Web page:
For protection against a wide array of diverse pathogens, T cells acquire distinct effector functions in response to each infection. For CD4+ T cells, these effector functions are characterized by the predominant cytokines produced by the effector cells. To date, five different subsets of CD4+ effector T cells have been described, and can be generated from na?ve CD4+ precursors under controlled stimulation conditions. Similar subsets of functionally distinct CD8+ effector T cells have also been described. While early work in this area indicated that effector T cell differentiation was comparable to the terminal differentiation processes that occur during ontogeny, recent evidence indicates that T cell effector subsets are more plastic in their differentiation status. Not only do some T cells exhibit characteristics of more than one effector lineage at the same time, but additional instances of CD4+ and CD8+ effector T cells acquiring new cytokine profiles over the course of a response have also been observed. For instance, under certain conditions, CD4+ Th17 cells will acquire the capacity to produce IFNgamma, and Th1 cells will become IL-21-secreting Tfh cells. These data suggest that T cell responses can evolve over time, leading to alterations in the effector functions that predominate at different stages of an immune response. Importantly, this process is likely to play a key role in the evolution of autoimmune responses and may also contribute to the pathogenesis of chronic inflammatory diseases. We hypothesize that the transcriptional repressor, Blimp-1, is a critical regulator of T cell plasticity. Blimp-1 is upregulated in activatd CD4+ and CD8+ T cells by a specific subset of cytokines, including IL-2, IL-12, and IL- 4;thus, Blimp-1 is expressed in CD4+ effector Th1 and Th2, but not Th17, cells, as well as in Type I effector CD8+ T cells. We find that Th1 cells generated from Blimp-1-deficient na?ve CD4+ T cells acquire a multi- lineage molecular program, expressing both Th1- and Th17-specific genes;a similar change in gene expression is seen in Blimp-1-deficient CD8+ T cells following LCMV infection. These data suggest that Blimp- 1 normally functions to repress Th17 and Tc17 differentiation, and further, may be required for effector cells to maintain a highly polarized Typ I subset identity. To test this hypothesis, we will first examine the molecular regulation of Blimp 1 transcription by distinct cytokines to determine the pattern of Blimp-1 expression at different stages of the immune response. We will then determine whether graded expression of Blimp-1 and/or Bcl-6 regulate Type I versus Type 17 effector cell differentiation during the development of a Th17-dependent autoimmune disease and during virus infection. Finally, we will determine whether persistent Blimp-1 expression is required to maintain Type I lineage identity, and whether conditional deletion of Blimp-1 in effector T cells alters their effector functions, and promotes their ability to induce autoimmunity. Together, these studies will determine whether the magnitude and duration of Blimp-1 expression are critical in the maintenance of T cell differentiation states, and whether alterations in Blimp-1 expression during an immune response contribute to the plasticity of effector functions. These data will provide important insights into the mechanisms contributing to autoimmune and other diseases caused by pathogenic T cell responses.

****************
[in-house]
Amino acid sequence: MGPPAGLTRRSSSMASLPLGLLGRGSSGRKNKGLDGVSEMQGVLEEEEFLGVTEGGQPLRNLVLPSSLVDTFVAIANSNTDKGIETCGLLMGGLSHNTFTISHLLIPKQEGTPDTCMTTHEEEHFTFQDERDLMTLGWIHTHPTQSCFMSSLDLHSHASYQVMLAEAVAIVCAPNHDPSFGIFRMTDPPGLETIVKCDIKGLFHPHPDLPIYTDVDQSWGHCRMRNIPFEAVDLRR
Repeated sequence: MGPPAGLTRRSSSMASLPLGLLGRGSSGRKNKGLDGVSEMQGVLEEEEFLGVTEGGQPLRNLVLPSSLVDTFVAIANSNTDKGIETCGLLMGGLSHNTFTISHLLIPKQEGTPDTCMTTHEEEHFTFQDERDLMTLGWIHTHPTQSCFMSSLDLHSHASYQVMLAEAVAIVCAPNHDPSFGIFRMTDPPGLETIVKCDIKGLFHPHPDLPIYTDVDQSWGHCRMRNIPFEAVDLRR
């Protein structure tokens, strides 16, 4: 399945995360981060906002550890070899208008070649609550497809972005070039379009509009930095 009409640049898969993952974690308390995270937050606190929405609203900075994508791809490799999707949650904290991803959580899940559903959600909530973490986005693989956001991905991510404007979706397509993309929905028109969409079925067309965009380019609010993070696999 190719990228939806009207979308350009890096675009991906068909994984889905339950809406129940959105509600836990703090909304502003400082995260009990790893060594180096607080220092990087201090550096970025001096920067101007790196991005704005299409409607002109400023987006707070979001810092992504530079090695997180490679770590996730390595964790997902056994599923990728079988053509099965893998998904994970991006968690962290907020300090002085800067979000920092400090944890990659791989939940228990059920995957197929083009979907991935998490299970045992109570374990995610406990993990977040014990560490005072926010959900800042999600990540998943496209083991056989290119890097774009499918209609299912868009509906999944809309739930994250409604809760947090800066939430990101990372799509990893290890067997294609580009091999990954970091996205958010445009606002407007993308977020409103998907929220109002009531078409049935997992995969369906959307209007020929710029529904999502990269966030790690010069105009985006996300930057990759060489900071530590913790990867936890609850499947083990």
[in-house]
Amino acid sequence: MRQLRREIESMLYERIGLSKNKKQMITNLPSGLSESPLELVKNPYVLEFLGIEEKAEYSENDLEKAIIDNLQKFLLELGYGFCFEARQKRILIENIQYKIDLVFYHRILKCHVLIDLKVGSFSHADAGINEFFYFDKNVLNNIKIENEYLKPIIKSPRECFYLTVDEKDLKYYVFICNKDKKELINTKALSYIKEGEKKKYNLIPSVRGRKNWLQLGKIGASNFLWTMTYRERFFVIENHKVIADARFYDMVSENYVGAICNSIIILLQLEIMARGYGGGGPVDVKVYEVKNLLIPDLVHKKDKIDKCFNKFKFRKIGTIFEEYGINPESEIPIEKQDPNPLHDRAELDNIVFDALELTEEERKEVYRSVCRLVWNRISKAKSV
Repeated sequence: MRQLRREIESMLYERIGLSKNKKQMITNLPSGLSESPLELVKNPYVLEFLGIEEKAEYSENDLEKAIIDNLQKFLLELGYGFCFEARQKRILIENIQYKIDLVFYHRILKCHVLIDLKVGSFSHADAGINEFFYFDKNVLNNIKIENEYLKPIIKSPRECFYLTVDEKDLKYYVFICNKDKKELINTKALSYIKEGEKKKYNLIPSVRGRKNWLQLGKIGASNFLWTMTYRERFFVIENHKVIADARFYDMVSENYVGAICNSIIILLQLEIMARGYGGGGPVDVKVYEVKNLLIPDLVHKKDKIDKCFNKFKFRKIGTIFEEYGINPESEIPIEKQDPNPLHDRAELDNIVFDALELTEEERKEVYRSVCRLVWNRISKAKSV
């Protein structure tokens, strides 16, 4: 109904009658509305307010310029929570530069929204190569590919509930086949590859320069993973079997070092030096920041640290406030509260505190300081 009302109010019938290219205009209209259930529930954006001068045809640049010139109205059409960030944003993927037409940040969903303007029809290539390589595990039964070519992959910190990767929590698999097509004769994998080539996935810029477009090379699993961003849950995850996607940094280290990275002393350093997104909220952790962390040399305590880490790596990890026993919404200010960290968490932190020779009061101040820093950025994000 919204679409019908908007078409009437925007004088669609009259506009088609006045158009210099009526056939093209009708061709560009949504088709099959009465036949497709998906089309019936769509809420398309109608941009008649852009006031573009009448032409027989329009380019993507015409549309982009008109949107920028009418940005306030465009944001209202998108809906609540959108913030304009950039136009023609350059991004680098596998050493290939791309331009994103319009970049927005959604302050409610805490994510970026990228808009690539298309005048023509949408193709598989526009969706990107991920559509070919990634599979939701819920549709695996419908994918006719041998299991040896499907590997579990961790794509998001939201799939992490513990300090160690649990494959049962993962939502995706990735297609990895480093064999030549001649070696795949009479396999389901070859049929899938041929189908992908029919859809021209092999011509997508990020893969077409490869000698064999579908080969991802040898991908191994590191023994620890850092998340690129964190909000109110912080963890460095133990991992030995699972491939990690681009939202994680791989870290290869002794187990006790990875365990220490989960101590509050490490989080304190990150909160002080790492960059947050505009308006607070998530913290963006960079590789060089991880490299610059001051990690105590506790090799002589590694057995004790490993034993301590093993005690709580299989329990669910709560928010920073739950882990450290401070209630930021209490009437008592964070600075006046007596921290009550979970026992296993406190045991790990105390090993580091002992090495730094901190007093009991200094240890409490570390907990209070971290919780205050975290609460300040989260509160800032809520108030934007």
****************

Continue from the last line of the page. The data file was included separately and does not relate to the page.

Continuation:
The generation of protective immunity that reduces or prevents re-infection with the same pathogen is a hallmark of the immune system. One key component of this process is the formation of distinct types of effector T cells, each of which provides the appropriate response to a specific subset of infecting pathogens. Our studies will elucidate the biochemical pathways that are required for the generation of these distinct types of effector T cells.
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